In July, the House passed an important bipartisan amendment offered by Representatives Mick Mulvaney (R-SC) and Barney Frank (D-MA) to the Defense Appropriations Act for Fiscal Year 2013. The Mulvaney-Frank amendment freezes Pentagon spending at the FY 2012 level of $518 billion (excluding spending on military personnel, the Defense Health Program, and the overseas contingency operations from the freeze). It is a modest $1.1 billion reduction of HASC’s currently proposed defense budget and it would still authorize more than the Pentagon’s requested amount. However, it begins to rein in runaway spending by the Pentagon. Nearly 300 Republicans and Democrats in the House voted for the freeze, which also has broad support from several groups with diverse interests and ideologies representing hundreds of thousands of supporters and members. The final version of the NDAA that reaches the President’s desk for signature should include a similar Pentagon spending freeze—or better yet, should include even deeper cuts.
Restore Whistleblower and Merit System Protections for Employees Labeled “Sensitive”
We urge you to reestablish federal workers’ long-standing congressionally mandated rights under the Civil Service Reform Act of 1978, which were recently thrown out in Berry v. Conyersand Northover. Rhonda Conyers was a GS-7 accounting technician with the Defense Finance and Accounting Service, and Devon Northover was a GS-7 management specialist for the Defense Commissary Agency. When their positions were labeled as “sensitive”—not because they had access to classified information or needed a security clearance, but because the position might at some point require a security clearance—they were deemed ineligible for those positions. Conyers was fired and Northover was demoted. Both appealed to the Merit Systems Protection Board (MSPB), and in 2010 the Board decided it could indeed review the cases on the grounds that neither job required access to classified information. The Federal Circuit has now overturned that ruling in a decision that could have grave implications for whistleblowers throughout the federal government.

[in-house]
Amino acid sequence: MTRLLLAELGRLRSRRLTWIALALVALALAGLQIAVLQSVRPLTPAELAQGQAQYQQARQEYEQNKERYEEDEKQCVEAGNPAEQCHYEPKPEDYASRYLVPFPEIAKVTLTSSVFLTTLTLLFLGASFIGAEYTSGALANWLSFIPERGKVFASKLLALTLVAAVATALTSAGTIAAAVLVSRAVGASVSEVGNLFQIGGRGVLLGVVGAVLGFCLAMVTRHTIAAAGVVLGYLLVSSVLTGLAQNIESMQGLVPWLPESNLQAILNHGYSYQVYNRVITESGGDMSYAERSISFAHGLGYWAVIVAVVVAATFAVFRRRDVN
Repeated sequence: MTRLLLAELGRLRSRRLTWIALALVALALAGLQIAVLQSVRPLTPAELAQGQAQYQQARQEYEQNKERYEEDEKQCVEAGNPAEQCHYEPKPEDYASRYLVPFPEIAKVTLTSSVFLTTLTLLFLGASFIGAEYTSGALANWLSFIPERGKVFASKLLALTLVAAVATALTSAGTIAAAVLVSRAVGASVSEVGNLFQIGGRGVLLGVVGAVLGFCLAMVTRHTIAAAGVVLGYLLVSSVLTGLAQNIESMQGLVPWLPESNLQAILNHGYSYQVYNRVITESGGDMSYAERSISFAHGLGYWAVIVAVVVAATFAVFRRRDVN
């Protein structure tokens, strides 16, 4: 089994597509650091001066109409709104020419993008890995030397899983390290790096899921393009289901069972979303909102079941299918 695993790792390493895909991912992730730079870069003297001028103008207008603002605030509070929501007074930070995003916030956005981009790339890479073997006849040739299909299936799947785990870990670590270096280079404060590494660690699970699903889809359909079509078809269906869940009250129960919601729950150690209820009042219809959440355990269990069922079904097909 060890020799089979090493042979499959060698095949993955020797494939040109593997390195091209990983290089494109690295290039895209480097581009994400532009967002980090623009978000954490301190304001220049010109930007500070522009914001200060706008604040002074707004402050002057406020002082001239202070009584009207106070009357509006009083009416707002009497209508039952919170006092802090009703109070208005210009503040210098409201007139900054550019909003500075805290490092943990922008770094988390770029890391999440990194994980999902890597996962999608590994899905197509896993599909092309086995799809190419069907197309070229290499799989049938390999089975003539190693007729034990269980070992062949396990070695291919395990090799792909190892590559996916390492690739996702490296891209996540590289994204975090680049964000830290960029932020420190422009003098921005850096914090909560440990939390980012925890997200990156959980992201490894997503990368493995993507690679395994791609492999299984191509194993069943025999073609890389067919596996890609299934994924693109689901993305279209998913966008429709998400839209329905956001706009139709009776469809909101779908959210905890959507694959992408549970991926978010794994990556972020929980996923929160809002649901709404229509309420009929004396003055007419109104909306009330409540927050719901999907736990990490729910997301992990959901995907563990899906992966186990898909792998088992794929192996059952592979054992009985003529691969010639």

In the words of dissenting Judge Timothy Dyk, the majority held that whenever “an employee’s position is designated as a national security position, the Board lacks jurisdiction to review the underlying merits of any removal, suspension, demotion, or other adverse employment action covered by 5 U.S.C. § 7512.” So, for any employee removed from a “sensitive” position, “national security procedures will replace civil service appeals and merit system rights.” Agencies now have a free hand to willy-nilly label workers and then engage in adverse employment actions with little or no oversight or recourse for these workers.